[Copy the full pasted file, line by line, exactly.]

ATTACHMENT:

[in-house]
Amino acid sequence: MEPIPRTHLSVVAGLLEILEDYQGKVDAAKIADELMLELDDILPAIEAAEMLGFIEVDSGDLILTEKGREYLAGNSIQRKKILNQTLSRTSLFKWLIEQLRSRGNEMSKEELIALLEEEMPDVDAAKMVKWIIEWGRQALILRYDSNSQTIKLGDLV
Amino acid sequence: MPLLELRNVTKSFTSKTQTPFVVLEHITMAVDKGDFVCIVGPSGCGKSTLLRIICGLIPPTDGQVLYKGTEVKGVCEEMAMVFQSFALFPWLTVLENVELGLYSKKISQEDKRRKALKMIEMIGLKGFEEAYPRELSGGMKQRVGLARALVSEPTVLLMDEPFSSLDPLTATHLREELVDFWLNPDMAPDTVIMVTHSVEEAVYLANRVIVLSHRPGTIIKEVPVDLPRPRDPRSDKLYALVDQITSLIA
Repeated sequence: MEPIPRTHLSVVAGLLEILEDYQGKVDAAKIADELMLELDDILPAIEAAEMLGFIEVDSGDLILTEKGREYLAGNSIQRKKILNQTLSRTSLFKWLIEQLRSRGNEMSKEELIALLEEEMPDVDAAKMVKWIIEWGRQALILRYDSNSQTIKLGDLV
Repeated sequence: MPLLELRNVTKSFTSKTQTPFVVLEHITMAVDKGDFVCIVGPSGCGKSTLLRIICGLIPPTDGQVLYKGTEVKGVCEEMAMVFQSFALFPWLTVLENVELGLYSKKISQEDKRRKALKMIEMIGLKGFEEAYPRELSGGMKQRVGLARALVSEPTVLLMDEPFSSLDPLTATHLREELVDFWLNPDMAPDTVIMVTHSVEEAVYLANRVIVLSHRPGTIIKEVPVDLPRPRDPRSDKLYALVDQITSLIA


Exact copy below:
[in-house]
Amino acid sequence: MEPIPRTHLSVVAGLLEILEDYQGKVDAAKIADELMLELDDILPAIEAAEMLGFIEVDSGDLILTEKGREYLAGNSIQRKKILNQTLSRTSLFKWLIEQLRSRGNEMSKEELIALLEEEMPDVDAAKMVKWIIEWGRQALILRYDSNSQTIKLGDLV
Amino acid sequence: MPLLELRNVTKSFTSKTQTPFVVLEHITMAVDKGDFVCIVGPSGCGKSTLLRIICGLIPPTDGQVLYKGTEVKGVCEEMAMVFQSFALFPWLTVLENVELGLYSKKISQEDKRRKALKMIEMIGLKGFEEAYPRELSGGMKQRVGLARALVSEPTVLLMDEPFSSLDPLTATHLREELVDFWLNPDMAPDTVIMVTHSVEEAVYLANRVIVLSHRPGTIIKEVPVDLPRPRDPRSDKLYALVDQITSLIA
Repeated sequence: MEPIPRTHLSVVAGLLEILEDYQGKVDAAKIADELMLELDDILPAIEAAEMLGFIEVDSGDLILTEKGREYLAGNSIQRKKILNQTLSRTSLFKWLIEQLRSRGNEMSKEELIALLEEEMPDVDAAKMVKWIIEWGRQALILRYDSNSQTIKLGDLV
Repeated sequence: MPLLELRNVTKSFTSKTQTPFVVLEHITMAVDKGDFVCIVGPSGCGKSTLLRIICGLIPPTDGQVLYKGTEVKGVCEEMAMVFQSFALFPWLTVLENVELGLYSKKISQEDKRRKALKMIEMIGLKGFEEAYPRELSGGMKQRVGLARALVSEPTVLLMDEPFSSLDPLTATHLREELVDFWLNPDMAPDTVIMVTHSVEEAVYLANRVIVLSHRPGTIIKEVPVDLPRPRDPRSDKLYALVDQITSLIA